Dusky and delicate are key the words. Potter's Pink is a very soft colour which is either warm or cold depending on context. Whichever side of neutral it appears, it is a colour born of the shadows. There are two variants, a lighter, brighter and more luminous version and a softer, duller and duskier version (see inside the caps of the tubes in the picture to see the difference in mass tone). As an oil paint (Pip Seymour's - looks like the dark version), it has a low tinting power and is semi-tranparent. In water-colour (W&N, looks like the bright version) it is quite granular and more intense - almost a rose rather than a pink. According to two pigment suppliers, Kremer and Rublev, it is safe to use in any medium but according to Cornelissen it is only recommended for aqueous media. It produces incredibly delicate mixes and is beautiful when used as a glaze or under another glaze. As you would expect of a colour with its origins in ceramics, it is lightfast and, when used with the right binder, very tough.
Sometimes known as Pinkcolour, Tin Pink or, in Germany, Nelkenfarbe (Carnation colour), Potter's Pink has its modern English name for a reason; it was invented by an unknown potter in Staffordshire late in the 18th century. It was one of the first "modern" pigments and, just like a huge amount of modern synthetic and stable colours, it is a metallic oxide. It has always primarily been a pigment for ceramics but Winsor & Newton introduced it as a water-colour under the Pinkcolour name in the 19th century. It was the first stable pink available in this country, far pinker than local earths and without the treacherousness of Madders.
As with so many of the older colours it fell out of favour as brighter, more powerful and cheaper alternatives were discovered. Currently it is available as a watercolour from Daniel Smith, Rublev, Pip Seymour and Winsor & Newton, as oil paint from Pip Seymour, as pigment from Kremer, Rublev and Cornelissen and as a pigment in an aqueous dispersion from Rublev so there are signs of a revival, especially as a watercolour pigment. If I've missed a manufacturer, please let me know via the comments.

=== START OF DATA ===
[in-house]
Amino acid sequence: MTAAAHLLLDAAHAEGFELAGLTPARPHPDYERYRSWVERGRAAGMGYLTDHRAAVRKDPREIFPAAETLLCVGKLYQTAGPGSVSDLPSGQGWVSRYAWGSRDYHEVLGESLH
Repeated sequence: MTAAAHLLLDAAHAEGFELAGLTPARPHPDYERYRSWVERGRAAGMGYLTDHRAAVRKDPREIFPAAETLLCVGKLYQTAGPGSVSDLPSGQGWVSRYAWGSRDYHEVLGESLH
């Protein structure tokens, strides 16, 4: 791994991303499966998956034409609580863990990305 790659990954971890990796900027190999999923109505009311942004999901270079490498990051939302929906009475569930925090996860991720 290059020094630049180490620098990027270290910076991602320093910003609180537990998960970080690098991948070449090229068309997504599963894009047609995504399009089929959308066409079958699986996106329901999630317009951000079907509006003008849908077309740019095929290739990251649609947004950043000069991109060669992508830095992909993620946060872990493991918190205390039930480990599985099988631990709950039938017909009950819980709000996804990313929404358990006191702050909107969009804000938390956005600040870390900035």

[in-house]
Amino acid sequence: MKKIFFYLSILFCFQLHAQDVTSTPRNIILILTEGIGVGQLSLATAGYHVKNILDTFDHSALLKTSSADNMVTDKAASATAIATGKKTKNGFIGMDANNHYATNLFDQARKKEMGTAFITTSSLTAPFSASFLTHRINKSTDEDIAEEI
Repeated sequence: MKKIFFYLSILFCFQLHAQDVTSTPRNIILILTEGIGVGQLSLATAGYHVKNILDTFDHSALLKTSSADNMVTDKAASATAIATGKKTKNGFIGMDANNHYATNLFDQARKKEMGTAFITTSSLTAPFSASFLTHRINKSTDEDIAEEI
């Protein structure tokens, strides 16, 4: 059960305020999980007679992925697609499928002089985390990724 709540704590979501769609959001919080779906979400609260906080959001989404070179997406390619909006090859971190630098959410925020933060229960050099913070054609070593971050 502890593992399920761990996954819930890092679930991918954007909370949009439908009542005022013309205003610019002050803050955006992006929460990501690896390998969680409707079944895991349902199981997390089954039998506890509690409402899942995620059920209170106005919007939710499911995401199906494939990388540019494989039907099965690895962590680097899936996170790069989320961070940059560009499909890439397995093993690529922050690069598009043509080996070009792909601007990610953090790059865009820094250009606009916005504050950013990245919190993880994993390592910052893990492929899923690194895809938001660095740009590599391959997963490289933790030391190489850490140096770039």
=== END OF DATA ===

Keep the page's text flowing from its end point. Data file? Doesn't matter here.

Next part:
I have been using Potter's Pink extensively in oils (Pip Seymour's). I find the mixing power to be low so real care has to be taken when selecting colours to mix it with; many newer colours are virulent in mixes and will simply obliterate it. As a result I tend to use it almost unmixed, either as a delicate glaze or as a gentle block of colour.
The clouds here are built from layers of Davy's Grey, Charcoal Grey, Cobalt Blue and Lemon Yellow (PY31 not the more common PY3) over a bright white gesso. Other parts of the sky are areas of Cobalt Blue, Cerulean, Zinc White and Flake White. Parts of the clouds have then been given an irregular barely-there glaze in Potter's Pink for warmth and richness. Its warmth has largely neutralised the cold grey but because it is applied unevenly and over many colours it gives a pulsating life to the clouds and helps them change colour with the light. There is also a gesture of more thickly applied Potter's Pink to help define the cloud and bring out the pinkness elsewhere.
Here is a painting with more widespread use of the colour. At the edges of picture it is over cold, dark areas. In the centre it is applied with varied opacity over Cadmium Yellow Deep. Towards the bottom right it is mixed with white. Elsewhere there is a very light scumbling, but it doesn't show so well at this size. It shows the ease with which the paint can mixed optically to make a wide range of glowing but delicate colours.
I find there to be a real lack of subtlety in much modern painting and I think this is due in part to contemporary trends in materials. In paint manufacturers' scramble for pigment load, intensity and purity of colour at one end of the market and a combination of brightness and economy at the other, colours have been getting brighter, brasher and more garish and the more delicate, understated colours have been left behind. As anyone who was fortunate enough to see the Veronese exhibition at the National Gallery last year will know, a skilled painter can make less intense colours sing out as brightly as one could want through a mixture of careful juxtapositions and the use of glazes. When this is done, the resulting painting can be bright and colourful without becoming garish. The same painting made from modern "sledgehammer" colours would be inescapably garish. By the same token, if an artist wants a subdued or delicate painting - maybe for a portrait, a flower or an overcast day - starting from a modern palette of cadmiums, azos and pthalos is making life un-necessarily difficult. Artists benefit from the bright, intense palette of today but I strongly urge them not to discount the older, more delicate colours. Potter's Pink is as useful and practical an example as any.